By Michael Rule, Associate Director of Grassroots and Public Affairs
From a grassroots perspective, 2013 should be a year that is long remembered by pharmacists. Due to pharmacist engagement, independent community pharmacists achieved pro-patient, pro-pharmacist successes at both the state and federal level and continued to build relationships with legislators through hosting pharmacy visits.
At the state level, five states passed legislation to provide a modicum of transparency in how pharmacies are reimbursed for generic dispensing. Additionally, eight states passed legislation to address audits by pharmacy benefit managers (PBMs) to ensure they are focused on uncovering cases of fraud and abuse rather than used to reverse legitimate claims to create a revenue stream for PBMs, now bringing the total number of states with fair pharmacy audit protections to 29. Furthermore, the state of Hawaii passed the strongest anti-mandatory mail order (AMMO) bill in the country.
While independent community pharmacists continued their momentum at the state level, they also made progress at the federal level, most notably with compounding and track and trace legislation. Earlier legislation proposed in response to the 2012 meningitis tragedy would have imposed FDA oversight over compounding and created burdensome reporting requirements for pharmacies that offer compounding services. Grassroots efforts by NCPA members prompted further deliberation and negotiations between the House and Senate in which NCPA was intimately involved. In the end, traditional compounding oversight remained under the purview of state boards of pharmacy rather than the FDA.
Through phone calls and emails, independent pharmacists also raised concerns to Congress and Medicare over exclusionary preferred networks. As a result, 19 United States Senators and 31 members of the House of Representatives sent letters to the Centers for Medicare and Medicaid Services (CMS) expressing concerns over these exclusionary networks and demanding to know what CMS was going to do to address the problems. In addition, some pharmacists weighed in directly with CMS.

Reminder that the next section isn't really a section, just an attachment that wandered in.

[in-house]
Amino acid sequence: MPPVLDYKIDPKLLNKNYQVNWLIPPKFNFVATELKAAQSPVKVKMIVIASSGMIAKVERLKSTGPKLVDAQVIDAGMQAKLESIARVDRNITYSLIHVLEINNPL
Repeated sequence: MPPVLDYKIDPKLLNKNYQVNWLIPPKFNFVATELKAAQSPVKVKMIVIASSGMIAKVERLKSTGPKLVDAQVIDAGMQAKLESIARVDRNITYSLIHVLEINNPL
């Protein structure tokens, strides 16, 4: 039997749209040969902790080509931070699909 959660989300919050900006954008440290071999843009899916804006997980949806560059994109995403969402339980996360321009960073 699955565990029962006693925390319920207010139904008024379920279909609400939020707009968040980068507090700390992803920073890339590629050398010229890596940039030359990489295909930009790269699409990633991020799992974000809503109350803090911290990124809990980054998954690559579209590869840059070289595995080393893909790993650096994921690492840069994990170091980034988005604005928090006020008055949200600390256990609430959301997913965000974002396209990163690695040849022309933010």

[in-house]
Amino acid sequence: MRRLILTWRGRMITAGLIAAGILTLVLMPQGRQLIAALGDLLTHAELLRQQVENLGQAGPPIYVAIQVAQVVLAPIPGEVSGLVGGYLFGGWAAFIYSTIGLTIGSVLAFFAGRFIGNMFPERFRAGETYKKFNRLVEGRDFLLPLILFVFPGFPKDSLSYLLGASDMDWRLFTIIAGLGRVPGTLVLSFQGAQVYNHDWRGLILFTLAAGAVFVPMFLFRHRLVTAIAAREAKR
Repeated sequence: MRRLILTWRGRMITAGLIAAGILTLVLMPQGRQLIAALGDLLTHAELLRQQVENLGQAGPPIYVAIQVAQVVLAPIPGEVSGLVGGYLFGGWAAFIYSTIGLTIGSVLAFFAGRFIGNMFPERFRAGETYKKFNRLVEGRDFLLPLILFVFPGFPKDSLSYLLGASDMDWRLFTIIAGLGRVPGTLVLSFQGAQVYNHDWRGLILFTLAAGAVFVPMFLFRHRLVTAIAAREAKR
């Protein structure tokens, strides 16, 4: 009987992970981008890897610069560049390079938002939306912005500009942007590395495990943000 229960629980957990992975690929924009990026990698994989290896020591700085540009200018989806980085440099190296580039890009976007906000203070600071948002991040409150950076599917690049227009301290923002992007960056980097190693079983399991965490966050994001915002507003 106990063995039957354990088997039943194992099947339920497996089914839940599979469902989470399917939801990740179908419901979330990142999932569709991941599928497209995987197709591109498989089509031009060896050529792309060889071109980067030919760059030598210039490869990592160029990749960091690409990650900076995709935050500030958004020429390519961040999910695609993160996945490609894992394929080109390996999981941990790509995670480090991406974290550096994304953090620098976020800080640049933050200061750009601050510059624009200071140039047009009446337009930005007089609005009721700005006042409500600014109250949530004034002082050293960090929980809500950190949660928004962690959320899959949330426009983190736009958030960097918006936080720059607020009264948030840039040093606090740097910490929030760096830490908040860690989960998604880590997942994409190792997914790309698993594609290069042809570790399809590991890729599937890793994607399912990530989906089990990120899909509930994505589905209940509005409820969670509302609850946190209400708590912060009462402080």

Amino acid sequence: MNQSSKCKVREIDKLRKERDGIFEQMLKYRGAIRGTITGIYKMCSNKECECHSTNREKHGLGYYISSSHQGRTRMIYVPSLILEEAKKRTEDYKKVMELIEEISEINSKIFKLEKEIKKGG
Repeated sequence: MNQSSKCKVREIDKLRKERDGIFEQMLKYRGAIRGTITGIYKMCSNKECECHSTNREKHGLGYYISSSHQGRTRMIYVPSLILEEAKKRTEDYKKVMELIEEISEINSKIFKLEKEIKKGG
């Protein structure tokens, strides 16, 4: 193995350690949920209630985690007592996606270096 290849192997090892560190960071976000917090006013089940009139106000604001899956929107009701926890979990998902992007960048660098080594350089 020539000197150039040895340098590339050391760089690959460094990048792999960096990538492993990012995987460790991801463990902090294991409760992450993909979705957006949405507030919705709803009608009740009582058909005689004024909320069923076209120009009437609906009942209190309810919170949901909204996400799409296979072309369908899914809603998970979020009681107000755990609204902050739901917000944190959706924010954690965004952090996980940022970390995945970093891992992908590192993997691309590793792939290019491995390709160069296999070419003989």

CMS recently proposed a rule addressing Medicare Part D plans starting in 2015. Among other things, this rule proposes to allow any willing provider to offer “preferred cost sharing” in Part D plans. It would also expand medication therapy management (MTM) services and make these available to more Part D beneficiaries. Moreover, this proposed rule also addresses MAC issues and the need for PBMs to update their pricing on a more frequent basis. This proposed rule is open for public comment and we can assume the opponents of these proposals will be most vocal and do everything in their power to defeat them. Likewise it is important to pharmacists to make their voices heard and submit comments supporting CMS’ proposed changes. Stay tuned to NCPA member communications for updates and details on the process of commenting to CMS.
In addition, more states are debating MAC transparency legislation as well as PBM audit reform legislation and we will need you to remain engaged with your legislators. (NCPA is developing a tool kit of materials for your use and will advertise their availability in E-News in the coming weeks).
Independent community pharmacists should be proud of the progress made in 2013, but there is still much more to be done. Keep up the grassroots outreach and we can achieve more in 2014.